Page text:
Microsoft has tried to generate a lot of excitement this year for Windows XP Media Center Edition (XP MCE), the company's consumer-oriented OS release that will power a new generation of special Media Center PCs; these PCs go on sale for the first time later this month. XP MCE builds on XP Professional Edition Service Pack 1 (SP1) and adds a gorgeous Media Center front end to multimedia tasks such as digital audio and video. But the most intriguing aspect of XP MCE is that you can use a remote control to access this new functionality. XP MCE is what Microsoft calls a 10' UI—you interact with the PC from a distance. When you want to interact with the PC in a more typical fashion—to play a game, browse the Web, or write email—you use a mouse and keyboard.
As I describe in my XP MCE review (see the first URL below), the interface mostly succeeds. I tested XP MCE in my den, attached solely to a TV, although I don't expect most Media Center PC buyers to use the machine that way. Instead, most potential customers will probably use the PC as a complete entertainment center in small living areas, such as apartments, dorm rooms, or children's bedrooms. Many Media Center PC users will use both a monitor and a TV; they'll use the monitor for typical PC tasks and the TV to consume media with XP MCE.
But the Media Center PC falls short in a few key areas. XP MCE is, after all, Windows software, so you'll experience crashes, strange hiccups, and hangs. Although XP is the most stable Windows version Microsoft has created, using the product with TV and digital video recording (DVR) tasks often brings out the worst in the OS. Modern PC OSs such as XP are much more stable and secure than ever before, but they also don't yet match the stability of your DVD player, cable TV set-top box, and TV. When have you ever had to reboot your TV?
XP MCE has other software problems. Although its task icons are well placed and attractive, some key functionality is still missing. For example, you can search only for shows that are currently in the integrated onscreen Program Guide. (Search functionality is designed for recording, not watching). When you're watching television, you can press a Details button to display an onscreen description of the current show. But when you press Details in the program guide, you get a different, more detailed display about the highlighted show. This detailed view isn't available when you're watching TV; it appears only in the guide. Ideally, you should be able to hit Details twice while you're watching a show to get the more detailed information display; a third click of the button could then make the Details display disappear. This type of gaffe shows how immature the product is, even though I find the broad strokes of its capabilities quite exciting.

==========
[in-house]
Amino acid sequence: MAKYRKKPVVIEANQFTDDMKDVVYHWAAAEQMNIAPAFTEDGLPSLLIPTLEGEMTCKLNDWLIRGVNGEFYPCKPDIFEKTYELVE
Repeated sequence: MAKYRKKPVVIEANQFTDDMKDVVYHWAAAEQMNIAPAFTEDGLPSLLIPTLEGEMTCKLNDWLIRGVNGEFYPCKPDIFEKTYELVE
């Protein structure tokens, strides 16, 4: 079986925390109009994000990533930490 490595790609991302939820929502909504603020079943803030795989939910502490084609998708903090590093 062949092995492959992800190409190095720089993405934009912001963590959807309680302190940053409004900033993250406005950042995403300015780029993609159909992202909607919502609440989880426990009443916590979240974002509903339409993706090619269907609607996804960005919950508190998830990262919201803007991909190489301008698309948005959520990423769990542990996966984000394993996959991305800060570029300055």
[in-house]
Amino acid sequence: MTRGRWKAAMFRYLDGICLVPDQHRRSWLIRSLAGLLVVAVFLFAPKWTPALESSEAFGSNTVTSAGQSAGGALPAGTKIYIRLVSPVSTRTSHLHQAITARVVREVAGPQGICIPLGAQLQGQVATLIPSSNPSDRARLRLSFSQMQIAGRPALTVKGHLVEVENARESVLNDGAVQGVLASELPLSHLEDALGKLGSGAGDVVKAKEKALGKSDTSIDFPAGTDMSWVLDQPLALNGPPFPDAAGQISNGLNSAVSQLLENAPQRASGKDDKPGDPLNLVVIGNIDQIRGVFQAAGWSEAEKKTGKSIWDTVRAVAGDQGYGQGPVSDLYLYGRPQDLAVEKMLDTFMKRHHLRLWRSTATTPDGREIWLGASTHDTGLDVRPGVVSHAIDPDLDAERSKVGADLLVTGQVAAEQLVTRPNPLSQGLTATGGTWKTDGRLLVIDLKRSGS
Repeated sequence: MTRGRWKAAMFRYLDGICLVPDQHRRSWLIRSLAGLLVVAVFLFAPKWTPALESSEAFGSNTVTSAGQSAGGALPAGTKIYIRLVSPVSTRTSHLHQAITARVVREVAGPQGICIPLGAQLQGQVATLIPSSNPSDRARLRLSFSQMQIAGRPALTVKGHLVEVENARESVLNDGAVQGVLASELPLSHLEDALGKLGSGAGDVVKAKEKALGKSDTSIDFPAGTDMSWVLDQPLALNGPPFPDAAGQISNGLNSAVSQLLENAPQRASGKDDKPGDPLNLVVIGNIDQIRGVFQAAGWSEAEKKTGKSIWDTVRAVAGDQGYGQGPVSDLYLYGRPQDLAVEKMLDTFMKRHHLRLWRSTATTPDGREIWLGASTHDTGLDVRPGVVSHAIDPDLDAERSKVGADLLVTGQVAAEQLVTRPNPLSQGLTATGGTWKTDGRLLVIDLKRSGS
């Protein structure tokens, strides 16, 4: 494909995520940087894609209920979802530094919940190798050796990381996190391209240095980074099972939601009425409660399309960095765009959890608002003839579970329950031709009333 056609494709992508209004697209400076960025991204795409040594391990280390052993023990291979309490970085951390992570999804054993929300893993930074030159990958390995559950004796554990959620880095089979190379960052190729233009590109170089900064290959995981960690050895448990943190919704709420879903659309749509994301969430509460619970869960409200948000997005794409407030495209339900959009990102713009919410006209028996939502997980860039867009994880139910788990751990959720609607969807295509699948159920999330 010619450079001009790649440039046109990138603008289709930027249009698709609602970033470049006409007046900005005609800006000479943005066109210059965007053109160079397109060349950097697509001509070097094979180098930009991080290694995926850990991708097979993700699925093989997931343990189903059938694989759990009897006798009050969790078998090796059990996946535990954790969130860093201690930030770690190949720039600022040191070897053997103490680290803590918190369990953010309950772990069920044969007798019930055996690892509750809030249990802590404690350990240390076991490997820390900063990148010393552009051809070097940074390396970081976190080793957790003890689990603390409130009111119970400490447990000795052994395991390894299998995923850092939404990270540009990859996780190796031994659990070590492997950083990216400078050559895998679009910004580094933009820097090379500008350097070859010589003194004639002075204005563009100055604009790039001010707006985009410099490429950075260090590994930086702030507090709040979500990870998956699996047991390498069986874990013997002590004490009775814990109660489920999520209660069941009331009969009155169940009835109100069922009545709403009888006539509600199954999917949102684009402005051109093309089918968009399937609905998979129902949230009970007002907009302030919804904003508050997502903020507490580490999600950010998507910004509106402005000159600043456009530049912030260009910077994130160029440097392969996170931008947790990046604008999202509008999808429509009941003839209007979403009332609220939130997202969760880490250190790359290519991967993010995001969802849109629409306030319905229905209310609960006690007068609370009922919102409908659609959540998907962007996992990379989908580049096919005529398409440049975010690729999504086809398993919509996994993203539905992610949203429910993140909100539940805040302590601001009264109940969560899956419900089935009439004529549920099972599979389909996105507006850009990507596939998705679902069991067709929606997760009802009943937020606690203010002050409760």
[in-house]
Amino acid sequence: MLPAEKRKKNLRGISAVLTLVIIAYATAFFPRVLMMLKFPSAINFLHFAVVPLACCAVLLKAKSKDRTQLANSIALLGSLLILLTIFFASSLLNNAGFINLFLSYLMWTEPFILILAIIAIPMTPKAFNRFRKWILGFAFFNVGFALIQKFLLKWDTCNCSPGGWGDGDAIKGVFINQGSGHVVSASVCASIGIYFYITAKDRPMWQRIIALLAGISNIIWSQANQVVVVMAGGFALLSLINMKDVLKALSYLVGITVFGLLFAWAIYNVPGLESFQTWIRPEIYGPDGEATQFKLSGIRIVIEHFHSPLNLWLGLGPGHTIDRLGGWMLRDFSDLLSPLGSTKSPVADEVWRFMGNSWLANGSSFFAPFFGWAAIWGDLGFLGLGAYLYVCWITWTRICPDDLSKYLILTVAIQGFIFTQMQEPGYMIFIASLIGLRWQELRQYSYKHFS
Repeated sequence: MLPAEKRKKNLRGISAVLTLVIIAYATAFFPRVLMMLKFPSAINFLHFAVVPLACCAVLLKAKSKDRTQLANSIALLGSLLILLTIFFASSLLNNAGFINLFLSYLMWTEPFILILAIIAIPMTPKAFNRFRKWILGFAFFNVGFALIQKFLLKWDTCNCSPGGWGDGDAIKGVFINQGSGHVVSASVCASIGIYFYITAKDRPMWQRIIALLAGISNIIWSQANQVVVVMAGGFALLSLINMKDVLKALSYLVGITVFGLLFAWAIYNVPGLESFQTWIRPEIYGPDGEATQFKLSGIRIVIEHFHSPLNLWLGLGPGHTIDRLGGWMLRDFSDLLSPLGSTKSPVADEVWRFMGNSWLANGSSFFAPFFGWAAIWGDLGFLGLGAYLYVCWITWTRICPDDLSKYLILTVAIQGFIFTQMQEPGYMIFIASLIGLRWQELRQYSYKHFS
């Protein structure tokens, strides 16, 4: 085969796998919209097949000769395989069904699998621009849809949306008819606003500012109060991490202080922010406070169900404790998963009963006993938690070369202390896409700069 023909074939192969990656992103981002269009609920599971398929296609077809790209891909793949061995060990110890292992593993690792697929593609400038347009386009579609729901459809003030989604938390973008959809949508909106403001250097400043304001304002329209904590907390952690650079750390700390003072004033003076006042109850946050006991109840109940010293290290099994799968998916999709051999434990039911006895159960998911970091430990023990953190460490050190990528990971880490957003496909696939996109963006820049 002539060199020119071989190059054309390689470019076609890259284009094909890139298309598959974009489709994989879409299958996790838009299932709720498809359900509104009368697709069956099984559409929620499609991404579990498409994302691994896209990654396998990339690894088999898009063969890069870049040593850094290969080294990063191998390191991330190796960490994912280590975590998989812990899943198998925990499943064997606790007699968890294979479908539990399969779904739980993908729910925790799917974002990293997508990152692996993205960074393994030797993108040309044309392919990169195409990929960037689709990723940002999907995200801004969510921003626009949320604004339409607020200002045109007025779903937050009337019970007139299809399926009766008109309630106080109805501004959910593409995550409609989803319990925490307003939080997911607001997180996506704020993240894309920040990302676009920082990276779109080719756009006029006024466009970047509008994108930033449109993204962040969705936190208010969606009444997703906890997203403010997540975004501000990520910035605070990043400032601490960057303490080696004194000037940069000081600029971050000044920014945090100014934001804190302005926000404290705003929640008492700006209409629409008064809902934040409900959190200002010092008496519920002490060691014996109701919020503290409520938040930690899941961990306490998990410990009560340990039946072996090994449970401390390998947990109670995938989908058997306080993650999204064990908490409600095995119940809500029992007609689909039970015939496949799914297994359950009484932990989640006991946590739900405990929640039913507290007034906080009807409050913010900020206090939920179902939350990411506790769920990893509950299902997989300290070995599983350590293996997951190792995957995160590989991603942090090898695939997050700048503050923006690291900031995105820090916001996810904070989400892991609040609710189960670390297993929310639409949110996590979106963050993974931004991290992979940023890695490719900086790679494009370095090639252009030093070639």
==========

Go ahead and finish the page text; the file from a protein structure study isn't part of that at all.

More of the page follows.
A final software problem concerns delivery. Current XP users—about 50 million strong—can't download or purchase the XP MCE software or a Microsoft Plus!-style package that bundles the software with a Media Center PC remote control and a TV tuner card. That's a shame, because I suspect that many digital-media enthusiasts would love to purchase such a package. Instead, the only way to get XP MCE is to purchase a new Media Center PC, and only one company—Hewlett-Packard (HP)—is selling Media Center PCs in North America this year.
HP's Media Center PC comes in two versions that cost about $1400 and $2000. Both versions feature fast Pentium 4 processors, huge hard disks, combination flash RAM readers, a fast CD-RW drive, and other multimedia-oriented hardware features. The high-end model also includes a recordable DVD drive and excellent 5.1-channel surround-sound speakers. Both models look like many other PCs, and that's another problem: Rather than embrace an innovative, consumer-electronics-like look the way Samsung did with its South Korea-only Media Center PC, the HP Media Center PC is quite obviously a PC. It has drive bays, front- and rear-mounted ports, and PCI card slots. And a fan. A nice loud fan.
When Microsoft created the XP MCE specification, the company expected—and practically begged—PC makers to come up with innovative hardware designs that would distinguish Media Center PCs from typical PCs. Inexplicably, HP refused to do so. Let's hope that when more PC makers jump on board next year, we'll see some impressive designs. I've heard that Samsung's excellent design might be sold in North America in the future, as well. I'll review HP's Media Center PC on the SuperSite for Windows soon.
For Europe and other non-North American and non-South Korean markets, 2003 will also see the release of new Media Center PC designs and hardware partners, although this second generation will run a slightly upgraded version of XP MCE that Microsoft expects to ship by mid-2003. The company says that current XP MCE owners will get the upgrade for free, probably through Windows Update. The update might address the search and program Details problem I mentioned above, as well as some of the problems I noted in my XP MCE review. And maybe Microsoft will eventually sell the product separately from new PCs. We can dream.
In any event, Media Center PCs aren't for everyone. If you're already happy with your current computer setup but would like to implement a PC-based DVR setup, some intriguing options that I'm evaluating will be available in the near future. The excellent SnapStream Personal Video Station (PVS—see the second URL below) will have two important upgrades by the end of the year, and the company has also partnered with BroadQ to create a Sony PlayStation 2 solution called QCast Tuner (see the third URL below); this solution pipes PC-based DVR through the PlayStation 2 so that you can watch TV shows recorded on your PC's hard disk on your big TV in the den. I'll review both products in Connected Home EXPRESS by the end of the year.